Peroxidases are present in the apoplast of the three zones of Arabidopsis root tip, but these zones do not contain the same type of ROS. The elongation zone and, to a lesser extent, the meristematic zone are rich in O2•–, while H2O2 predominates in the differentiation zone, where cell elongation ceases. This difference has certainly a great influence on the role played by peroxidases. In the first two zones, the combination of O2•– and peroxidases should produce OH• necessary for cell wall loosening, as shown by Schopfer and collaborators (Chen & Schopfer, 1999; Liszkay et al., 2004). Conversely, the simultaneous presence of H2O2 and peroxidases in the differentiation zone should orientate peroxidases towards reactions leading to growth arrest by cross-linking cell wall constituents (Fry, 1986) and to diversification of cell wall composition, for example by lignin deposition (Ros Barceló, 1997). It remains to be determined which of the 73 Arabidopsis peroxidase genes (Tognolli et al., 2002) are expressed in these zones and participate in these reactions. It has already been shown that the overexpression of a peroxidase encoding gene in Arabidopsis enhanced root growth (Passardi et al., 2006). As already mentioned, peroxidases can be involved in the generation or in the interconversion of ROS. The in vitro assays of Fig. 8 brought confirmation that a peroxidase produces H2O2 in the presence of NADPH (Halliwell, 1977; Mäder & Amberg-Fisher, 1982) and that HPF is a suitable fluorescent probe to follow this formation. In contrast to previous works, in which peroxidases generated H2O2 only in the presence of Mn2+ and phenolics as cofactors, APRX is active alone. It can be assumed that this in vitro reaction between APRX and NADPH mimics the situation prevailing in the apoplast between the plasma membrane NADPH oxidase, oxygen and some peroxidases. The in vitro inhibitory effect of SOD indicated that O2•– was a necessary intermediate in the peroxidase-mediated generation of H2O2 (Fig. 8). Surprisingly, Mn-DFA stimulated the formation of H2O2 in vitro. This result could be explained by the fact that this compound releases Mn2+ ions (Gray & Carmichael, 1992), known to have a promoting effect on this reaction (Halliwell, 1977). Diphenylene iodonium, usually regarded as a rather specific inhibitor of the NADPH oxidase (Foreman et al., 2003), also reduced HPF fluorescence in vitro in the presence of a purified peroxidase and NADPH. This means that this inhibitor could somehow interfere in vivo with a process catalysed by apoplastic peroxidases in addition to its effect on NADPH oxidase.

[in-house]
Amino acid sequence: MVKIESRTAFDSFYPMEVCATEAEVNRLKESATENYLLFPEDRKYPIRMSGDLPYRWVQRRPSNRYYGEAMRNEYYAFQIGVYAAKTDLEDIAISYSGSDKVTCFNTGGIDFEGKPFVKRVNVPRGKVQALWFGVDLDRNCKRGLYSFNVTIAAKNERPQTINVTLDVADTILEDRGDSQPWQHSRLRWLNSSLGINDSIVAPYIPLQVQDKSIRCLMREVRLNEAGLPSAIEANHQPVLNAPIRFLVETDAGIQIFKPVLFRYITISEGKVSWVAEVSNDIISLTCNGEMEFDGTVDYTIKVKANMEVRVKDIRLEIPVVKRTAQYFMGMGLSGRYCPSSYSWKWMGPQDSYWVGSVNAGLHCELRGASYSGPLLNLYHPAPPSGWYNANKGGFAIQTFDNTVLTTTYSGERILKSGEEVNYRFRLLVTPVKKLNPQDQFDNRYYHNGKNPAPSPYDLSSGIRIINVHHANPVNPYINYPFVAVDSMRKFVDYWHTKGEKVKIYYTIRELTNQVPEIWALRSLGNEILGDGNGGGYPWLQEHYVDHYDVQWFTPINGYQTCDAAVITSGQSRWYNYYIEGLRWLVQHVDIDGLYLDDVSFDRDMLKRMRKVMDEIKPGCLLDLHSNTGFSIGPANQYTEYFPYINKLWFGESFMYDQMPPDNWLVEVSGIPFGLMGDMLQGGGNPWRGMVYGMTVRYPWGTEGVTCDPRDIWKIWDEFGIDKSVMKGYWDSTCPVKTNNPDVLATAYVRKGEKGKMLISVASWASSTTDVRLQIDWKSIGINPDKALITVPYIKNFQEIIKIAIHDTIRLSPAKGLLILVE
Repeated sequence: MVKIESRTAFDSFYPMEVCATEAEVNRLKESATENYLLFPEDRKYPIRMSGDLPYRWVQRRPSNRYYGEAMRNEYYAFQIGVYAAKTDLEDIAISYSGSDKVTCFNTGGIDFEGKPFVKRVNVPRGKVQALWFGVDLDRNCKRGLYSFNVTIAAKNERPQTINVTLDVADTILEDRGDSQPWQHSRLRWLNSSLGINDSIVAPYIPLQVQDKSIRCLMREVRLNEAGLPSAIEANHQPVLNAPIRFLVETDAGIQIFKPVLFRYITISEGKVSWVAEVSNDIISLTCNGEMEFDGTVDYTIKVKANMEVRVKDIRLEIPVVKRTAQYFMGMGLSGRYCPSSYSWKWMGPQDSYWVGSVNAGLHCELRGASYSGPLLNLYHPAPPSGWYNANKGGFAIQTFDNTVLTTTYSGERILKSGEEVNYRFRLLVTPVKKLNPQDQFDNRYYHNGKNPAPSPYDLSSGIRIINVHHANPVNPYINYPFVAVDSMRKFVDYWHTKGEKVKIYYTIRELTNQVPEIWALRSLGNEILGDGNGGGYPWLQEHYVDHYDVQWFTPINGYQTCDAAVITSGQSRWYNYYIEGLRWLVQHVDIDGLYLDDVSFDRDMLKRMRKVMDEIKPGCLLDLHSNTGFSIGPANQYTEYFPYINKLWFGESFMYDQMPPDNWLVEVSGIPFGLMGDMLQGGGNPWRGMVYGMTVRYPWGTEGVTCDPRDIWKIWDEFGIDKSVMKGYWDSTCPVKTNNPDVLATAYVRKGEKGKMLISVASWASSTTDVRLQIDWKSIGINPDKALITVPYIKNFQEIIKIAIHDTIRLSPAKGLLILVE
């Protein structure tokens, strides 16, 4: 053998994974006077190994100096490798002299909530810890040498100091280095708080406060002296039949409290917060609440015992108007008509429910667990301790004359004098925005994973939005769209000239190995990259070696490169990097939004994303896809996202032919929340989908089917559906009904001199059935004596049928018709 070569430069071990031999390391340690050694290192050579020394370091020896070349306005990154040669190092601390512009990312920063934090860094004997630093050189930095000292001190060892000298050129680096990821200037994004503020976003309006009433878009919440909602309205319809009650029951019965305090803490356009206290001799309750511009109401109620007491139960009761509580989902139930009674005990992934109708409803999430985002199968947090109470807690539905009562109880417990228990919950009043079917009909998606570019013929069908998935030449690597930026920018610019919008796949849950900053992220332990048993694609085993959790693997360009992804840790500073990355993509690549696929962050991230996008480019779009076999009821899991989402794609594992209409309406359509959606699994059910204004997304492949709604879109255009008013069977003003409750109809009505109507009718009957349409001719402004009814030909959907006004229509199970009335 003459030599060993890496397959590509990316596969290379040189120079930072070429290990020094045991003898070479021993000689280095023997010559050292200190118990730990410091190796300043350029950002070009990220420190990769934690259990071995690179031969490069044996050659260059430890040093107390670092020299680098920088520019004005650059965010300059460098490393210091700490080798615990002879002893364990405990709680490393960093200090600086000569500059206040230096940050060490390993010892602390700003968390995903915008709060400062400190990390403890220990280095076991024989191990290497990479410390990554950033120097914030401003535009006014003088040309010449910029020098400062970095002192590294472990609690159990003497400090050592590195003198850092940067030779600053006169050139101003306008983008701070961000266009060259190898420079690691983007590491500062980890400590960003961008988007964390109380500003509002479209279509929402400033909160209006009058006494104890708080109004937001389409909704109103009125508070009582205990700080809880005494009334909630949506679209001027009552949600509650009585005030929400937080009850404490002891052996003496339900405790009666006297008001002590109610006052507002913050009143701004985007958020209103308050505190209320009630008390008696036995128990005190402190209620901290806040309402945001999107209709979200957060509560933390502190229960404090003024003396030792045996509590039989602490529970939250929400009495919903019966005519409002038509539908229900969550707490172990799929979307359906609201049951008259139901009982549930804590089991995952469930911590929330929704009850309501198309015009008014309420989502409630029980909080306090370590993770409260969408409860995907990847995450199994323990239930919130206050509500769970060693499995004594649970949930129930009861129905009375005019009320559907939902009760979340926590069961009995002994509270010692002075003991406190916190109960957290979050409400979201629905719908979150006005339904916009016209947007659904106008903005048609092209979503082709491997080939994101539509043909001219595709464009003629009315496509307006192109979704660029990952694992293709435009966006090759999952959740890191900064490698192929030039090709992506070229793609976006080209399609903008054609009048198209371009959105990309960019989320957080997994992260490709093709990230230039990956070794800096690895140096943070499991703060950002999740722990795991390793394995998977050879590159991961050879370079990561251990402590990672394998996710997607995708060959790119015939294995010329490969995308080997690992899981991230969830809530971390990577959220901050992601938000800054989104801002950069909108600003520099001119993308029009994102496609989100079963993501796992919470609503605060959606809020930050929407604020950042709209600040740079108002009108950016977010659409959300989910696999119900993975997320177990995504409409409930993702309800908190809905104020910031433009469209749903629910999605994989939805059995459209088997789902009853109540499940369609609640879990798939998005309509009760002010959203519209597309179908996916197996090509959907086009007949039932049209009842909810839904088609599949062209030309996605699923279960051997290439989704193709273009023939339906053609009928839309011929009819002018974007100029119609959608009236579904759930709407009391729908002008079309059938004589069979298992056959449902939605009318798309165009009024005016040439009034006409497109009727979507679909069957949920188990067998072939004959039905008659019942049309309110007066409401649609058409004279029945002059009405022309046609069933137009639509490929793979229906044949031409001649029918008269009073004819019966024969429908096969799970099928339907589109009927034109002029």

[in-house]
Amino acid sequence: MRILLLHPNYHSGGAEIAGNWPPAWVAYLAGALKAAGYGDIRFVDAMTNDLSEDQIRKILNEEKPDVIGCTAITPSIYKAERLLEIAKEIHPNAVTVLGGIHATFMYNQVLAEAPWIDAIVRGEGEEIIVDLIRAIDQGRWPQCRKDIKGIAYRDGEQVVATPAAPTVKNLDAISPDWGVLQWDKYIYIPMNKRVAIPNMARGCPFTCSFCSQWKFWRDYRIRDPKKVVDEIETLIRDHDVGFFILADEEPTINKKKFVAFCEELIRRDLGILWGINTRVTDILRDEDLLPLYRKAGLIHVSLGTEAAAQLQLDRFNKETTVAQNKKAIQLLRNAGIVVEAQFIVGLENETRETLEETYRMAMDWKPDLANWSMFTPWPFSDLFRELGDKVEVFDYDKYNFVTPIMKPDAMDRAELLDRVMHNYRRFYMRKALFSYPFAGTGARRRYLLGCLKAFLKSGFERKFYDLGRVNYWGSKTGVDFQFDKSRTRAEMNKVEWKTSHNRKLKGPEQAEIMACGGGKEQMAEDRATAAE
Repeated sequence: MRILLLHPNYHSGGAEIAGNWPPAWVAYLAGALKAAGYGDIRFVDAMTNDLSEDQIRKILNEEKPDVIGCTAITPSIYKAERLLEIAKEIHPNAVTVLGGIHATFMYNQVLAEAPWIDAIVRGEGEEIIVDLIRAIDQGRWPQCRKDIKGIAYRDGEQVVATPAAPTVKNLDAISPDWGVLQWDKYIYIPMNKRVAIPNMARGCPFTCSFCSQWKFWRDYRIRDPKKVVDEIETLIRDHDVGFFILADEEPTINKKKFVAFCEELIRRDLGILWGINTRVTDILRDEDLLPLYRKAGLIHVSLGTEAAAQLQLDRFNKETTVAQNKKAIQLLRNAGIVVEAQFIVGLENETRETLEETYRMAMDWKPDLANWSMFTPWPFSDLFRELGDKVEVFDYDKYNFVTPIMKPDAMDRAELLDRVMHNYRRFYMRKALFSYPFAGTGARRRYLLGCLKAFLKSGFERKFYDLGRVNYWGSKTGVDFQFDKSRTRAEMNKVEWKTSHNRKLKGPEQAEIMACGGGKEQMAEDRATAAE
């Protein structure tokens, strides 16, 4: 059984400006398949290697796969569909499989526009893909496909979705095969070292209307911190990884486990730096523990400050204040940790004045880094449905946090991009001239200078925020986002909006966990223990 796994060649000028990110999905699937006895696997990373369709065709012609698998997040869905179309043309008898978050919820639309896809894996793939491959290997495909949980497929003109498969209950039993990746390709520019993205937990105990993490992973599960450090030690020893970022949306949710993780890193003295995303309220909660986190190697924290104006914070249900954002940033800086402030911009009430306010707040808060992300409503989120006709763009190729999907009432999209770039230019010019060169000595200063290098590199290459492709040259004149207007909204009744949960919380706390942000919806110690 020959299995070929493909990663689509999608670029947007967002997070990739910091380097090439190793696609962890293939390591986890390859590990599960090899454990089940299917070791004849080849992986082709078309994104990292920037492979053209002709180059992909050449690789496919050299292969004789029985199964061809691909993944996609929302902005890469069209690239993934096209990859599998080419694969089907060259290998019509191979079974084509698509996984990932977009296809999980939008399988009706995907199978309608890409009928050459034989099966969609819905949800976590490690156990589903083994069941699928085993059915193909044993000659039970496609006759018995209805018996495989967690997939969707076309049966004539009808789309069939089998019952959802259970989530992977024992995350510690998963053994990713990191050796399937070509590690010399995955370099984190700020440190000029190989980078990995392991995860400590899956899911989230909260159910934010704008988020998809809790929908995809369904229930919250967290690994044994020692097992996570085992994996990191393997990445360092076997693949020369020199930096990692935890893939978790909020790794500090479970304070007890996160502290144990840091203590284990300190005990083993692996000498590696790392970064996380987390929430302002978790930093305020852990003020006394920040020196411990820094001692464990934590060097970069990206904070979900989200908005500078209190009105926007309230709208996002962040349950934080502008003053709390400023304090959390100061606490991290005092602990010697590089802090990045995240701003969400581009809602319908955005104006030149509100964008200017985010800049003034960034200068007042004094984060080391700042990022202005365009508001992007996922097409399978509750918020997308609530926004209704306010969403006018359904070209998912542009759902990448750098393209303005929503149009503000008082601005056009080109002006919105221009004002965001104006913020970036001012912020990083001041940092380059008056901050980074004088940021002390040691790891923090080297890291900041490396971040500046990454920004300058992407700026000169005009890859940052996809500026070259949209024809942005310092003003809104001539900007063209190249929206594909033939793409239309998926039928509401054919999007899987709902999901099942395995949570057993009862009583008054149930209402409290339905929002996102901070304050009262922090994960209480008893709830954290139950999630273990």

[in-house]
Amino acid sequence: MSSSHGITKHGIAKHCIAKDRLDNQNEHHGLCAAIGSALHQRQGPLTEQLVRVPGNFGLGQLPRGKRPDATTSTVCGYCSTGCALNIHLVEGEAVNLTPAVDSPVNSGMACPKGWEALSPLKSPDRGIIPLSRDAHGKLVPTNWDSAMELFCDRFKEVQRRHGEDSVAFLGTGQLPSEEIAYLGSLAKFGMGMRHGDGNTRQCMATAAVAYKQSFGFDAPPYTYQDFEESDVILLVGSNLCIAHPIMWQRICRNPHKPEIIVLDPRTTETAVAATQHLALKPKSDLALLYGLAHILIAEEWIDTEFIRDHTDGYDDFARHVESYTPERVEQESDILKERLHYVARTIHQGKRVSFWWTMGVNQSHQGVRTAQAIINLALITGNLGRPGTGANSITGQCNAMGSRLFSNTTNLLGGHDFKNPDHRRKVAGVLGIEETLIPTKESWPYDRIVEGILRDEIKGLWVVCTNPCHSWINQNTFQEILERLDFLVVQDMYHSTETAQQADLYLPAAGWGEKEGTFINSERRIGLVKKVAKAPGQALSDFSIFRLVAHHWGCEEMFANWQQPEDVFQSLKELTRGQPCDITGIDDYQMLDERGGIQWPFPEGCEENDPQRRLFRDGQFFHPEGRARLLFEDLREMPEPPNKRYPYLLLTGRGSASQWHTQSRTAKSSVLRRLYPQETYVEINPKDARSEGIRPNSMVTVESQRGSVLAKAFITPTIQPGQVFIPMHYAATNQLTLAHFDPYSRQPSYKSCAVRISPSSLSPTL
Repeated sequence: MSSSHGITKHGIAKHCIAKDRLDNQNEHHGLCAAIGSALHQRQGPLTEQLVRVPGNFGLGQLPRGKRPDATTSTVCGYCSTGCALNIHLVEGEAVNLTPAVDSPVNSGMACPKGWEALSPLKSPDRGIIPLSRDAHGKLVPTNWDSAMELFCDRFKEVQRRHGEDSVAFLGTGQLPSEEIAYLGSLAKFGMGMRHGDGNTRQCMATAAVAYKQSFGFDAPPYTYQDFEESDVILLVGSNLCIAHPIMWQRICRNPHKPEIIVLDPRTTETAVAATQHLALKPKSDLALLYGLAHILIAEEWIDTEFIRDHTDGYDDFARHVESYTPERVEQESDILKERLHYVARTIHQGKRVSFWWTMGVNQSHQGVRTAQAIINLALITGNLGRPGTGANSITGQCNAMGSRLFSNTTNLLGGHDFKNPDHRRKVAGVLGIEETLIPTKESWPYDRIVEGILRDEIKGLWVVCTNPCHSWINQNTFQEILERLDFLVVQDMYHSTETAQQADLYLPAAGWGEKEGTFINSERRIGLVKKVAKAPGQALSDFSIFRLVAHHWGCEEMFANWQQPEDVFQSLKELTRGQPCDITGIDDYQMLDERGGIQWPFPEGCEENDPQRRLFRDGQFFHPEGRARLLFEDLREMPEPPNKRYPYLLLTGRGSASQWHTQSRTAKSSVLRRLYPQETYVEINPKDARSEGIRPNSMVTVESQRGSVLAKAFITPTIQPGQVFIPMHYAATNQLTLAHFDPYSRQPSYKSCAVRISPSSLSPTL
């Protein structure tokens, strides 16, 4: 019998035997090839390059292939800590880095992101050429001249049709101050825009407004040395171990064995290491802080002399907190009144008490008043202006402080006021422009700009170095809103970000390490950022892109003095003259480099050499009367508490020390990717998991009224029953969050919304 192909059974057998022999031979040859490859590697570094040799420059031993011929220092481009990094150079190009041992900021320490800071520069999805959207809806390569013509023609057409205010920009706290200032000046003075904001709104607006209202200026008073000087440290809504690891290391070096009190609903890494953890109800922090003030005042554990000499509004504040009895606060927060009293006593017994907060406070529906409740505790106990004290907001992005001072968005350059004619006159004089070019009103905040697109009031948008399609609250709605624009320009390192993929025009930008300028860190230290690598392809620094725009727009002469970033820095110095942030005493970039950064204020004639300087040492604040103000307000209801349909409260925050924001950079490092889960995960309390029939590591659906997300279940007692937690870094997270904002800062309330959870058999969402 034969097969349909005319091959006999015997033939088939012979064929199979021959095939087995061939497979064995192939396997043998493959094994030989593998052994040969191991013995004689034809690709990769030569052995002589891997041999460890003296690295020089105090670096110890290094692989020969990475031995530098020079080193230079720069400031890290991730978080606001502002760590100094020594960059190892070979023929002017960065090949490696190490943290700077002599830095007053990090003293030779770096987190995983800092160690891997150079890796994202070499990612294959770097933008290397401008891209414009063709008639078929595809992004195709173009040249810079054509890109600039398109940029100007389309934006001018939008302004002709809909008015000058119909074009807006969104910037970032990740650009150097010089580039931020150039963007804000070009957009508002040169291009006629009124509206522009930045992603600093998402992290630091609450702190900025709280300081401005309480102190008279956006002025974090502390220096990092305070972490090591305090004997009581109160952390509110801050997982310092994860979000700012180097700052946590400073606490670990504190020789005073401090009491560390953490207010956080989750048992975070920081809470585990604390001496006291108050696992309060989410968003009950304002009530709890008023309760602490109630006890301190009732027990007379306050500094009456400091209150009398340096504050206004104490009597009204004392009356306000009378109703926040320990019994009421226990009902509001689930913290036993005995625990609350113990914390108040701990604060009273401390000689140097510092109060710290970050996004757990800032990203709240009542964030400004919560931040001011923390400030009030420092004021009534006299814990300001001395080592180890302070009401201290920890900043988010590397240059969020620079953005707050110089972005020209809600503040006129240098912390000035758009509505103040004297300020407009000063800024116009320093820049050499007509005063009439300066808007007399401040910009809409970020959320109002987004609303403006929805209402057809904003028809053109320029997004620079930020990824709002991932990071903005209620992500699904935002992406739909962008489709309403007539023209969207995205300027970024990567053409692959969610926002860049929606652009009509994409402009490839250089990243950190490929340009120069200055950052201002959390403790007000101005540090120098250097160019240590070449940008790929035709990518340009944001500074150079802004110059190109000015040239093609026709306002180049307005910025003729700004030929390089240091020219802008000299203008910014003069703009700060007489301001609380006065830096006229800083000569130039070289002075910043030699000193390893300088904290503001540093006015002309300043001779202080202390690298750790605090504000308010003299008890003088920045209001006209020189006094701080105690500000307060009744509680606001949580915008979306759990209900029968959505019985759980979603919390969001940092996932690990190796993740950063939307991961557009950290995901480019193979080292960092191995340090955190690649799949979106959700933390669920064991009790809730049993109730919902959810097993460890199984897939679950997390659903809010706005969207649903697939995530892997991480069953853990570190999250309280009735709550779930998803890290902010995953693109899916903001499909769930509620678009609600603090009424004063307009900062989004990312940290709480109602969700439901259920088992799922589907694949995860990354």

In conclusion, the present work provides evidence that O2•– and H2O2 have both distinct accumulation zones and different roles in the extremity of the growing Arabidopsis root. Hydrogen peroxide appears to be involved in growth restriction and root hair formation, as illustrated by the opposite effects of KI and umbelliferone. By contrast, O2•– seems to be necessary for root elongation. It also interferes with root hair development. Both O2•– and H2O2 are substrates of peroxidases. They can also be produced by these enzymes. It appears therefore that peroxidases, owing to their great catalytic versatility, play most likely a prominent role in apoplastic ROS metabolism.